Pickles are a favorite snack for humans, especially in the summertime. They’re fairly healthy and a great snack to cool us down and provide hydration. But can we share these tasty treats with our dogs?
Luckily, there are healthier options that can achieve the same goals. If you’d like your dog to enjoy a cool snack, try cucumber! If you’re looking for the health benefits of a dill pickle, consider feeding your dog fresh dill instead.
Below, we’ll dive into why pickles aren’t good for dogs, what to do if your dog eats pickles, and more.
Table of Contents:
Can Pickles Kill Dogs?
Unfortunately, there isn’t a straight answer to this. Pickles won’t usually kill a dog, but they can sometimes contain toxic ingredients.
Your typical dill pickle isn’t likely to be toxic, though it’s important to check the ingredients before feeding anything to your dog. However, they also aren’t healthy for dogs because they contain so much sodium.
Dr. Carly Fox, when interviewed by the American Kennel Club, recommended feeding fresh dill if you’d like your dog to get its health benefits without the additives that make dill pickles unhealthy.
Bread-and-butter pickles contain toxic ingredients like onion and garlic. These and sweet pickles also contain too much sugar for dogs.
There are also spicy varieties of pickle that your dog is unlikely to enjoy—and they might contain toxins on top of this.
Are Pickles Healthy for Dogs?
Pickles do have some health benefits, but it’s not recommended to feed your dog pickles. They’re extremely high in sodium and can contain toxic ingredients depending on the recipe.
Pickles also contain vinegar, which isn’t healthy for your dog and can harm their kidneys.
Some healthier alternatives include feeding your dog fresh dill or cucumber. Dill can be used to top your dog’s kibble, and you can use cucumber as treats during training or share one with your dog on a hot summer day by the pool.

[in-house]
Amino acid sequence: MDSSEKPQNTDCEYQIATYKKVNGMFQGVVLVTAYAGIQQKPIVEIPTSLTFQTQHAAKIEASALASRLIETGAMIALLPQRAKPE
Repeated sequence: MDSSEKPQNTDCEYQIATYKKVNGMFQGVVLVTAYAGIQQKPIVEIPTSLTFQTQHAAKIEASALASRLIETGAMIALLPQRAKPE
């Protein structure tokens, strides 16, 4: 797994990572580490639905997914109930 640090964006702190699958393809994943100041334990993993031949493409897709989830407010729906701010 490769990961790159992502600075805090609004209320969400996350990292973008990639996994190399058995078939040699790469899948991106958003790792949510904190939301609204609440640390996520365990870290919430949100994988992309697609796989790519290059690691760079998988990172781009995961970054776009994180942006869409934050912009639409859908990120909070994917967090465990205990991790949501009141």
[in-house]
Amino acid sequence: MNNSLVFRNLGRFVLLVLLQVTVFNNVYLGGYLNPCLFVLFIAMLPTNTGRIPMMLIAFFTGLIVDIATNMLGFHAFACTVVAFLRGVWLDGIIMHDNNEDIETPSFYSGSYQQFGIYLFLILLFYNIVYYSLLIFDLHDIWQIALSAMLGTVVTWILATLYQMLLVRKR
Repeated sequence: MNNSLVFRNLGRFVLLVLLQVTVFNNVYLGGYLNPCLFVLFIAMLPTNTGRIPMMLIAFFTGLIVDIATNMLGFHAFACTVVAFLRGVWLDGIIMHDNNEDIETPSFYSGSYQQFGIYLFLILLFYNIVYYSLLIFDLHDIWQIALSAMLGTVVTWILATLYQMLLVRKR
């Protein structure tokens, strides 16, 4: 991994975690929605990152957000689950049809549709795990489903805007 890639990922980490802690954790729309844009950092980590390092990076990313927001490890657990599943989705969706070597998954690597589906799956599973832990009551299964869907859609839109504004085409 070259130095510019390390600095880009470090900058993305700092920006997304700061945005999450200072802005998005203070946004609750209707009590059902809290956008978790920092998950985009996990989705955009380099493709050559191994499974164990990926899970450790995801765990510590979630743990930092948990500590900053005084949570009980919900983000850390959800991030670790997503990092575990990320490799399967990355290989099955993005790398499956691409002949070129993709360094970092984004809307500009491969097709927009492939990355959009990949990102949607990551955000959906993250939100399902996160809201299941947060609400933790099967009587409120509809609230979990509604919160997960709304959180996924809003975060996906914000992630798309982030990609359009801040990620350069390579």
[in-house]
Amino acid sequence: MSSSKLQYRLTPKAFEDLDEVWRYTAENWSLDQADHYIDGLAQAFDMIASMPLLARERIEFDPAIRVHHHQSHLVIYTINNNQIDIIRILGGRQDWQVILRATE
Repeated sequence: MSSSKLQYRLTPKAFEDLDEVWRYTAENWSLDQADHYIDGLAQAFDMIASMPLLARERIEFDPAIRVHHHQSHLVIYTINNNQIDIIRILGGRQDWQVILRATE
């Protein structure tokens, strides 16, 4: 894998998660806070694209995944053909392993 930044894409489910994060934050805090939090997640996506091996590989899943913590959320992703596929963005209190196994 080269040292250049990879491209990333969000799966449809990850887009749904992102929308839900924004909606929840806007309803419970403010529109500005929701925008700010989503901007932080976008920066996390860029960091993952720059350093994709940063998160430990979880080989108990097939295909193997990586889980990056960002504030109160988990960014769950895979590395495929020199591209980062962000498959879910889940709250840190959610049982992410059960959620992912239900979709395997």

How Many Pickles can a Dog Eat?
We don’t recommend purposefully feeding your dog pickles at all. But if your dog has gotten into pickles somehow, don’t panic! First, check the ingredients.
If there are no toxic ingredients in the pickles such as garlic or onion, then your dog will be fine—though they might get an upset stomach if they’ve eaten enough of them.
If the pickles do contain toxic ingredients, contact your closest emergency veterinarian or the pet poison hotline at (855) 764-7661.
While dogs sometimes suffer no consequence from eating toxic foods, especially in small amounts, it’s better to be safe than sorry.
The veterinarian professional you contact can walk you through your next steps, which may involve inducing vomiting to get the toxins out of your dog’s system. This will prevent symptoms of poisoning from taking effect, so it’s super important to act early!
Can Dogs Eat Pickle Juice?
No, dogs should not have pickle juice. Just like with pickles, the juice may contain toxic ingredients like onion or garlic. It also contains a lot of salt, which isn’t good for your dog.
If you’re looking for something healthy and tasty for your dog to drink, try a plain, sodium-free chicken broth. You can also use it to moisten their kibble, giving it extra flavor, hydration, and nutrients.
If you’re trying to prevent waste by feeding your dog pickle juice, consider re-using it to make more pickles instead. All you’ll need is a fresh cucumber—or even another veggie to pickle.
You can also try using it to make a delicious potato or tuna salad for yourself to eat.
Can Dogs have Cucumbers?
Yes, dogs can have cucumbers. We recommend giving your dog small amounts of fresh cucumber as a tasty snack or treat.
First, wash the cucumber with water to remove pesticides. Then, cut the cucumber into thin slices. Small pups might need your average slice cut into four or more pieces.
I recommend at least cutting each slice in half to reduce your dog’s risk of choking since cucumber slices are round.
Never give your dog a whole cucumber. While they might enjoy gnawing on it, the chances of them choking is increased.
Cucumbers are a fantastic snack in the summertime to cool and hydrate your dog. Unlike pickles, they’re low in salt. They also contain little fat or sugar.
Remember that, while cucumbers are healthy, no treat should make up more than 10% of your dog’s diet. I recommend beginning by giving your dog small amounts of cucumber to allow their digestive system to get used to the new food.
After that, your dog can have as many as you’d like to feed them—so long as they don’t go over that 10% threshold.